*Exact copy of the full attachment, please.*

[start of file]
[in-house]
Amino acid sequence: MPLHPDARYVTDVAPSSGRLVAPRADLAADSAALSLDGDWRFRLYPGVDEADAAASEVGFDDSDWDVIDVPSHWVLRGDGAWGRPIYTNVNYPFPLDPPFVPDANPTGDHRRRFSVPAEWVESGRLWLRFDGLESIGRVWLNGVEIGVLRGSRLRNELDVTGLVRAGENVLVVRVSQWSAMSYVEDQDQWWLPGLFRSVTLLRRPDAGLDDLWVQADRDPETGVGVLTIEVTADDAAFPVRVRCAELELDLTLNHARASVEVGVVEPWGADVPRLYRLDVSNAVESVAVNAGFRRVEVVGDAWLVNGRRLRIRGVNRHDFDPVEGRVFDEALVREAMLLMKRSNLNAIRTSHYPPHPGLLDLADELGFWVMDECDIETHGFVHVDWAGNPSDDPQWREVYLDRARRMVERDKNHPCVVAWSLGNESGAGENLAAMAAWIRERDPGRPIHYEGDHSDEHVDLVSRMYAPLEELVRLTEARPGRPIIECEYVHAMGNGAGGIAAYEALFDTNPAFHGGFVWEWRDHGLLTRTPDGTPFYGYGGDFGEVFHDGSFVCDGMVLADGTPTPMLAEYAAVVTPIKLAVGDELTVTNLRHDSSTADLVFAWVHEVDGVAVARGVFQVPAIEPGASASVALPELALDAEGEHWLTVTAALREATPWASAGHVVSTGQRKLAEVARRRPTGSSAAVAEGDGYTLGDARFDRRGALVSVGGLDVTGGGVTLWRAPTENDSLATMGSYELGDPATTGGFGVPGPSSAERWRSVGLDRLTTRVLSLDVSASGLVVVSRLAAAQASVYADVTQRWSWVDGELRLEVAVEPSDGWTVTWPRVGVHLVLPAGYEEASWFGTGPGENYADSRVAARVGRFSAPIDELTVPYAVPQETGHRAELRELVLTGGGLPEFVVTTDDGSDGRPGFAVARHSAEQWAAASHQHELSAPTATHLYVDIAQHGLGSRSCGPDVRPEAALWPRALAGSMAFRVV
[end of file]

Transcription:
[in-house]
Amino acid sequence: MPLHPDARYVTDVAPSSGRLVAPRADLAADSAALSLDGDWRFRLYPGVDEADAAASEVGFDDSDWDVIDVPSHWVLRGDGAWGRPIYTNVNYPFPLDPPFVPDANPTGDHRRRFSVPAEWVESGRLWLRFDGLESIGRVWLNGVEIGVLRGSRLRNELDVTGLVRAGENVLVVRVSQWSAMSYVEDQDQWWLPGLFRSVTLLRRPDAGLDDLWVQADRDPETGVGVLTIEVTADDAAFPVRVRCAELELDLTLNHARASVEVGVVEPWGADVPRLYRLDVSNAVESVAVNAGFRRVEVVGDAWLVNGRRLRIRGVNRHDFDPVEGRVFDEALVREAMLLMKRSNLNAIRTSHYPPHPGLLDLADELGFWVMDECDIETHGFVHVDWAGNPSDDPQWREVYLDRARRMVERDKNHPCVVAWSLGNESGAGENLAAMAAWIRERDPGRPIHYEGDHSDEHVDLVSRMYAPLEELVRLTEARPGRPIIECEYVHAMGNGAGGIAAYEALFDTNPAFHGGFVWEWRDHGLLTRTPDGTPFYGYGGDFGEVFHDGSFVCDGMVLADGTPTPMLAEYAAVVTPIKLAVGDELTVTNLRHDSSTADLVFAWVHEVDGVAVARGVFQVPAIEPGASASVALPELALDAEGEHWLTVTAALREATPWASAGHVVSTGQRKLAEVARRRPTGSSAAVAEGDGYTLGDARFDRRGALVSVGGLDVTGGGVTLWRAPTENDSLATMGSYELGDPATTGGFGVPGPSSAERWRSVGLDRLTTRVLSLDVSASGLVVVSRLAAAQASVYADVTQRWSWVDGELRLEVAVEPSDGWTVTWPRVGVHLVLPAGYEEASWFGTGPGENYADSRVAARVGRFSAPIDELTVPYAVPQETGHRAELRELVLTGGGLPEFVVTTDDGSDGRPGFAVARHSAEQWAAASHQHELSAPTATHLYVDIAQHGLGSRSCGPDVRPEAALWPRALAGSMAFRVV